Today is Sunday, May 19, the 139th day of 2013. There are 226 days left in the year.
Today's Highlights in History:
On May 19, 1943, in his second wartime address to the U.S. Congress, British Prime Minister Winston Churchill pledged his country's full support in the fight against Japan. That same day, top U.S. and British officials meeting in Washington reached agreement on May 1, 1944 as the date for the D-Day invasion of France (the operation ended up being launched more than a month later).
On this date:
In 1536, Anne Boleyn, the second wife of England's King Henry VIII, was beheaded after being convicted of adultery.
In 1780, a mysterious darkness enveloped much of New England and part of Canada in the early afternoon.
In 1909, the Ballets Russes (Russian Ballets), under the direction of Sergei Diaghilev, debuted in Paris.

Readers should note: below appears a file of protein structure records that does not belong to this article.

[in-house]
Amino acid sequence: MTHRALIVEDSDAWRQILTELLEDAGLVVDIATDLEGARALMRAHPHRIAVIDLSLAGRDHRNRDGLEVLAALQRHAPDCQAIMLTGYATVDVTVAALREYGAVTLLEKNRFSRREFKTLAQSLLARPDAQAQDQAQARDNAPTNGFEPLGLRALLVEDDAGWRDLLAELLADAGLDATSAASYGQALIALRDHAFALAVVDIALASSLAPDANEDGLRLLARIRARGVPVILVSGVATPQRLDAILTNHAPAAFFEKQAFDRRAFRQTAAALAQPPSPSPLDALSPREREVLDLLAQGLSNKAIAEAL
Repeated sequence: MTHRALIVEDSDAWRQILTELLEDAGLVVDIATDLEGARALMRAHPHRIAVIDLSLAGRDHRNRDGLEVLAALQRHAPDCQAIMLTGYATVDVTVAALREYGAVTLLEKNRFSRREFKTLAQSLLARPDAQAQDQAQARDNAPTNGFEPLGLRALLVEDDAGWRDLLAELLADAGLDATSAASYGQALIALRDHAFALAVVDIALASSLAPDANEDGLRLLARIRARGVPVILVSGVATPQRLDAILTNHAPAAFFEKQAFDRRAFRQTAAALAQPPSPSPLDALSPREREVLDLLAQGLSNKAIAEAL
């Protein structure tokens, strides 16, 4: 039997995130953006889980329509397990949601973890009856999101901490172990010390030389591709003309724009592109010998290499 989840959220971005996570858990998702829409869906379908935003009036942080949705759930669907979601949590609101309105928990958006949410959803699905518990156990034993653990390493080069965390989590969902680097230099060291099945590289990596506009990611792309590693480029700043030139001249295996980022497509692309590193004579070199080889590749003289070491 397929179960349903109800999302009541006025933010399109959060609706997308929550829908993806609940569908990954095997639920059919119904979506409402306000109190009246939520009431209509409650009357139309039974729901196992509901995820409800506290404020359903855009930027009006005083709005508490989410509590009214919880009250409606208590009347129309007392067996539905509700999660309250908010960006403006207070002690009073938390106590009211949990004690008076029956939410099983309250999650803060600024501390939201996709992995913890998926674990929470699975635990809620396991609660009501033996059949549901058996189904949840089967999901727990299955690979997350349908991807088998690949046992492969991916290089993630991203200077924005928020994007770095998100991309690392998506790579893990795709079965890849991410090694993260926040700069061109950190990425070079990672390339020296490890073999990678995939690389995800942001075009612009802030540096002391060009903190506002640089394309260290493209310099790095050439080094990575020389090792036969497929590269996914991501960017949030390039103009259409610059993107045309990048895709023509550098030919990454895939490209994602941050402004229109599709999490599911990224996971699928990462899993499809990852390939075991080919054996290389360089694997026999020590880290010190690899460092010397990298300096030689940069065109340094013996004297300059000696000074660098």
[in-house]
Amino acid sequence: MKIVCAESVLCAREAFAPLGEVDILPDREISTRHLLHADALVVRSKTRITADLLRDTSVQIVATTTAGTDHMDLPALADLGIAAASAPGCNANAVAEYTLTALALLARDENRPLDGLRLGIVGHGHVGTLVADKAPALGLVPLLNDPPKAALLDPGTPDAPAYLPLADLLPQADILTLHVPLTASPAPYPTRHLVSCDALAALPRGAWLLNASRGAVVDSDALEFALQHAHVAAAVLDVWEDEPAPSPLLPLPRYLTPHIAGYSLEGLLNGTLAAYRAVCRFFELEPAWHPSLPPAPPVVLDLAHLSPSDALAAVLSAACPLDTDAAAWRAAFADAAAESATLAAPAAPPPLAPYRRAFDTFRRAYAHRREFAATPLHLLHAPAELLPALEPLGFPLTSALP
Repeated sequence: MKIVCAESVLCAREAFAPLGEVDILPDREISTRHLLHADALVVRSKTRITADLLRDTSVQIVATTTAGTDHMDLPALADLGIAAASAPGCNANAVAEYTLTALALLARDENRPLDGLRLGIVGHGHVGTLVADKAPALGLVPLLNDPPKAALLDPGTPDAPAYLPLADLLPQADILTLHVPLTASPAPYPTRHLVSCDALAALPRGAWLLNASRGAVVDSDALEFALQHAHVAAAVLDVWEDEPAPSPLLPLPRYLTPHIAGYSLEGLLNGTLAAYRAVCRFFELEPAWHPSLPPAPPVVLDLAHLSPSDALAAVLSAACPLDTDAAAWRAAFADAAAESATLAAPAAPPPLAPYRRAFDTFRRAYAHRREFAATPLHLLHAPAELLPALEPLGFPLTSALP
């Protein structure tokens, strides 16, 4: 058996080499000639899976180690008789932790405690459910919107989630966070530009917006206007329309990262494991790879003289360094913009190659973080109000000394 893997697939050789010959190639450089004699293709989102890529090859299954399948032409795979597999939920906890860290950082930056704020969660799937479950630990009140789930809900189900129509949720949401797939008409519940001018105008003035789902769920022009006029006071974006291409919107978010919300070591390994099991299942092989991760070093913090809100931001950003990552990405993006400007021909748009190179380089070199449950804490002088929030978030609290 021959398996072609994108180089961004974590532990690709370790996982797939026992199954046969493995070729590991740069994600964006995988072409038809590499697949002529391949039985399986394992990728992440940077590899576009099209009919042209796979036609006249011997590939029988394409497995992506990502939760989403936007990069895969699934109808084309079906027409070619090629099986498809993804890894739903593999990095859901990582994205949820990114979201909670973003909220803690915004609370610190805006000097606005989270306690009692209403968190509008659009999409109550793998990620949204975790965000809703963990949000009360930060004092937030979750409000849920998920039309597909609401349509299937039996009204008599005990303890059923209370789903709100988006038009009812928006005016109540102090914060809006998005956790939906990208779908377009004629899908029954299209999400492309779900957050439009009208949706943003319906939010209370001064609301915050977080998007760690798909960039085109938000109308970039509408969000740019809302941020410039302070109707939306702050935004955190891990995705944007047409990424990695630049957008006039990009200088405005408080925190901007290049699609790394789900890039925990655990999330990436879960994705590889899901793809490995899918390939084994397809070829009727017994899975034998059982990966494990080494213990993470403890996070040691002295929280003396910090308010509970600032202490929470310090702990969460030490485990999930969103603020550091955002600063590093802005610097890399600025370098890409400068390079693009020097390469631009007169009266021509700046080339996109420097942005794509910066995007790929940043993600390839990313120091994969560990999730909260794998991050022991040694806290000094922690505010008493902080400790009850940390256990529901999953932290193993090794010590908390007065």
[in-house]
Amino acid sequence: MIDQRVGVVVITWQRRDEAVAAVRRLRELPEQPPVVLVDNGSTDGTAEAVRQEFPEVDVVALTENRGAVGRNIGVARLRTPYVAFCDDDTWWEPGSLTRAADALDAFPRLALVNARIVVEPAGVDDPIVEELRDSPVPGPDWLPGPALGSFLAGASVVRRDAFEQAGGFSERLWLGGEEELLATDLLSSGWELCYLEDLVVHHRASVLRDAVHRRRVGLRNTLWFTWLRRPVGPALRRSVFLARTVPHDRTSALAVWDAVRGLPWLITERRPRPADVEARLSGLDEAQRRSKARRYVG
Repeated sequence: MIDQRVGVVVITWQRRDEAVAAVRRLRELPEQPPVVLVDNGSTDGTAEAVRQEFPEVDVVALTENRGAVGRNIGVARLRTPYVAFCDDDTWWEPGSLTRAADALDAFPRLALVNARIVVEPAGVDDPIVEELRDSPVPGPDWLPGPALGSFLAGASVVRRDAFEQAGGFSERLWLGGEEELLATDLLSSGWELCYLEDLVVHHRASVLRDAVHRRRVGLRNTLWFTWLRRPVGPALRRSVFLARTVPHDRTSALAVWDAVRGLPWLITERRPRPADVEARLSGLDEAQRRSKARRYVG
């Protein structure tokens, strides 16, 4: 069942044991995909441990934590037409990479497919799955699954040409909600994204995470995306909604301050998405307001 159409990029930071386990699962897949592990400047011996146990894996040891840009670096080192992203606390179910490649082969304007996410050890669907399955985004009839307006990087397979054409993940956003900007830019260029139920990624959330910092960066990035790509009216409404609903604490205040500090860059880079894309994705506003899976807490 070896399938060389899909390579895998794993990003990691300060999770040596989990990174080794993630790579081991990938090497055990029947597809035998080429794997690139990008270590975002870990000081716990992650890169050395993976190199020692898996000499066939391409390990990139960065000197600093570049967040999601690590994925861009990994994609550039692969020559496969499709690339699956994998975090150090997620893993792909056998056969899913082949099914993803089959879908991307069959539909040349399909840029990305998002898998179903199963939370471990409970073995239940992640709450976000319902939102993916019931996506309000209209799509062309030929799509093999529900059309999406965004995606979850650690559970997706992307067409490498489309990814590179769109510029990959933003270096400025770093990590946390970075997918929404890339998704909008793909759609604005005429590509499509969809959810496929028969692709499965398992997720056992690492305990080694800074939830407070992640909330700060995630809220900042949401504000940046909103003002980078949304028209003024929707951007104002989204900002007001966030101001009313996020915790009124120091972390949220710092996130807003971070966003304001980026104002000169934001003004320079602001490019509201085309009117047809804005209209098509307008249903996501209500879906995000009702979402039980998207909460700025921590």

In 1913, California Gov. Hiram Johnson signed the Webb-Hartley Law prohibiting "aliens ineligible to citizenship" from owning farm land, a measure targeting Asian immigrants, particularly Japanese.
In 1921, Congress passed, and President Warren G. Harding signed, the Emergency Quota Act, which established national quotas for immigrants.
In 1935, T.E. Lawrence, also known as "Lawrence of Arabia," died in Dorset, England, six days after being injured in a motorcycle crash.
In 1962, actress Marilyn Monroe sang "Happy Birthday to You" to President John F. Kennedy during a Democratic fundraiser at New York's Madison Square Garden.
In 1964, the State Department disclosed that 40 hidden microphones had been found in the U.S. embassy in Moscow.
In 1973, Secretariat won the Preakness Stakes, the second of his Triple Crown victories.
In 1981, five British soldiers were killed by an Irish Republican Army landmine in County Armagh, Northern Ireland.
In 1993, the Clinton White House set off a political storm by abruptly firing the entire staff of its travel office; five of the seven staffers were later reinstated and assigned to other duties.